Some in the opposition have gone so far as to suggest the thwarted terrorist attacks may have been staged. "The ruling party have [sic] fabricated these operations with the aim of accusing the opposition parties of being behind these terrorist acts," said Sultan al-Atwani, general secretary of the Nasserite Party. Abdul-Wahab al-Anesi, general secretary of the Islah Party, said, "I do not have perfect evidence about what al-Atwani alleged, but the way the government has exploited these acts casts doubt on their veracity, especially given that G.P.C. accused the opposition of backing the operation."

In truth, Saleh's regime is quite adept at devising propaganda, and some of its antiterror cooperation with the U.S. is appearance without substance. For example, in a recent interview published by the Yemen Observer, Yahya al-Raibee, whose son, Abu Bakr, was convicted on terror charges, stated that his son had received a 10-year prison sentence but never spent a day in jail, although U.S. officials thought he had. "The security would only take him from my house to appear in the court, and then bring him back after the court hearings," al-Raibee said.

Opposition Targets

The regime has continued using the terrorist label after the election to target its political opposition. The Popular Forces Union Party reported the arrest of party member Ali Hussain al-Dailami, director of the Yemeni Organization for the Defense of Public Rights and Liberties. Yemen's Ministry of Defense announced on its Web site, 26sep.net, that al-Dailami has "suspicious relations with a terrorist cell." A number of opposition parties, civil society organizations, and human rights groups, including Amnesty International, have denounced the arrest. The Yemeni Civil Society Organizations Coalition held a march in solidarity with al-Dailami, and the Arab Sisters Forum for Human Rights called al-Dailami's detention illegal. The smear by association tactic was also used against opposition parliamentarian Hamid al-Ahmar, who was accused in a published report of employing a relative of Dharhani at his telecommunications corporation, SabaFon. Al-Ahmar, who in May said it was "impossible for the nation to tolerate the totalitarian regime and its failed policies," is in October having difficulties clearing a shipment of equipment for SabaFon.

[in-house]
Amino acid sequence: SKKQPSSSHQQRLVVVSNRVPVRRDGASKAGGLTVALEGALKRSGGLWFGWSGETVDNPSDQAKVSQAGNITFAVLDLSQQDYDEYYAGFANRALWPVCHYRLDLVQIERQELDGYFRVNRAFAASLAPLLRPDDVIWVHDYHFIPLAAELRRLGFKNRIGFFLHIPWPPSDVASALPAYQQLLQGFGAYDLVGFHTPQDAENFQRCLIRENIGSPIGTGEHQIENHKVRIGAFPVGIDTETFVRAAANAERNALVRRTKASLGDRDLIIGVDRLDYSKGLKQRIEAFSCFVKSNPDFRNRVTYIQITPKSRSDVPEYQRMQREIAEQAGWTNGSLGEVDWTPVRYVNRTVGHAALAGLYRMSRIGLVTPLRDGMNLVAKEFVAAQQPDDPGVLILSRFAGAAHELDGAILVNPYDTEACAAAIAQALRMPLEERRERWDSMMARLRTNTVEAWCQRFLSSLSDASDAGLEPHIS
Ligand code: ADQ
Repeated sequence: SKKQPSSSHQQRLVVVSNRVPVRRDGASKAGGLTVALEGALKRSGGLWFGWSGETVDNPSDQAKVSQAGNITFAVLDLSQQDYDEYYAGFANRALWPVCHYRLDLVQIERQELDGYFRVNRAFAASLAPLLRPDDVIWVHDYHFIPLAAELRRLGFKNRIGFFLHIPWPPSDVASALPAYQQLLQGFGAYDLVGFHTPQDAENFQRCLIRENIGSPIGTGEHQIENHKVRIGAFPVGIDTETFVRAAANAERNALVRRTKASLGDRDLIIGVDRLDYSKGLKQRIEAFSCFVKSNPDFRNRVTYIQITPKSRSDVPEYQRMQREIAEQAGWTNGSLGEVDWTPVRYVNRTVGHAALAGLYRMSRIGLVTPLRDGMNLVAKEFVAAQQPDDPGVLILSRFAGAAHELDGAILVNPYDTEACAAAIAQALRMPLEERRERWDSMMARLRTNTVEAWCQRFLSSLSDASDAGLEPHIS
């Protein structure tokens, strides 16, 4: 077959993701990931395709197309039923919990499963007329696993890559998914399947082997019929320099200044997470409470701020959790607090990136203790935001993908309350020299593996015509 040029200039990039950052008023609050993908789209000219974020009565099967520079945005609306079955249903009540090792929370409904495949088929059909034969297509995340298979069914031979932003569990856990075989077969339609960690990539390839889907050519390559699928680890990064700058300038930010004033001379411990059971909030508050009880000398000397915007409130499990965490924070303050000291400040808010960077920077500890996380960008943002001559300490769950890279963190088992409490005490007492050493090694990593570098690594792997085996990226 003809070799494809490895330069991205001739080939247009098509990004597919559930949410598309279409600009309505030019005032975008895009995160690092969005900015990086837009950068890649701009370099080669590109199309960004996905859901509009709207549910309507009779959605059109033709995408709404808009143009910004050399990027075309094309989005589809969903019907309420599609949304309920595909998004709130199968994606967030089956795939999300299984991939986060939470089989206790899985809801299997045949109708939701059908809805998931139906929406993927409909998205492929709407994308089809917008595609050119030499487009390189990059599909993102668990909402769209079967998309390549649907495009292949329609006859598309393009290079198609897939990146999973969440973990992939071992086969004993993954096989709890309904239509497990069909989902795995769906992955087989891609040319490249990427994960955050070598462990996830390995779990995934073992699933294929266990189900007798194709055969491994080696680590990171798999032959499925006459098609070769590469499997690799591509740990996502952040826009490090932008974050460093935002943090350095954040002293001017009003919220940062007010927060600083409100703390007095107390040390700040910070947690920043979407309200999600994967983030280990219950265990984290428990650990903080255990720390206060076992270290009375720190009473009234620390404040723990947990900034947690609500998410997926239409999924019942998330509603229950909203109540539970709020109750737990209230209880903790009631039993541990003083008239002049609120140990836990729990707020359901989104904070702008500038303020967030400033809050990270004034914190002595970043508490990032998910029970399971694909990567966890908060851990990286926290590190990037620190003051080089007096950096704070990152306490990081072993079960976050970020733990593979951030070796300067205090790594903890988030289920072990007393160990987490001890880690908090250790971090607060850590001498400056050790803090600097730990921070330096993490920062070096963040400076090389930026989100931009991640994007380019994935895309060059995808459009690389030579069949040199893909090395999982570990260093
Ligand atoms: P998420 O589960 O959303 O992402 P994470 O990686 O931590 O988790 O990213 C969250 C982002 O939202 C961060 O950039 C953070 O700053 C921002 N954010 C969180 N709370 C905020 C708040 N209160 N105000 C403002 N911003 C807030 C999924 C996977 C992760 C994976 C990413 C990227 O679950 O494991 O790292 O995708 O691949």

That is not the only trouble al-Ahmar is facing. The G.P.C. is supporting a request from the Ministry of Justice to lift al-Ahmar's parliamentary immunity in order to prosecute him under the banner of protection of journalists. Along with other oppositionists, al-Ahmar is facing an onslaught of insults in the governmental media, but that's par for the course in Yemen. The Defense Ministry's newspaper, The 26 September published a derogatory poem insulting al-Ahmar. In response, al-Ahmar called Gen. Ali al-Shater, the editor in chief of The 26 September, who reportedly has his own private prison. The general claims al-Ahmar issued a death threat during the call. In a politicized use of the judiciary, the case has been referred to the prosecutor.

In 2005, over fifty violations against independent journalists in Yemen were recorded. Independent journalists were harassed, kidnapped, beaten, stabbed, shot at, and threatened. The Committee to Protect Journalists noted: "The Yemeni government failed to conduct serious investigations or bring perpetrators to justice and its leaders conspicuously failed to denounce the assaults. Witnesses and evidence point to involvement by government forces and suspected state agents in a number of assaults." In light of the regimes previous lack of prosecutions for physical attacks on journalists, the prosecution of al-Ahmar appears related to his politics and not his phone manners.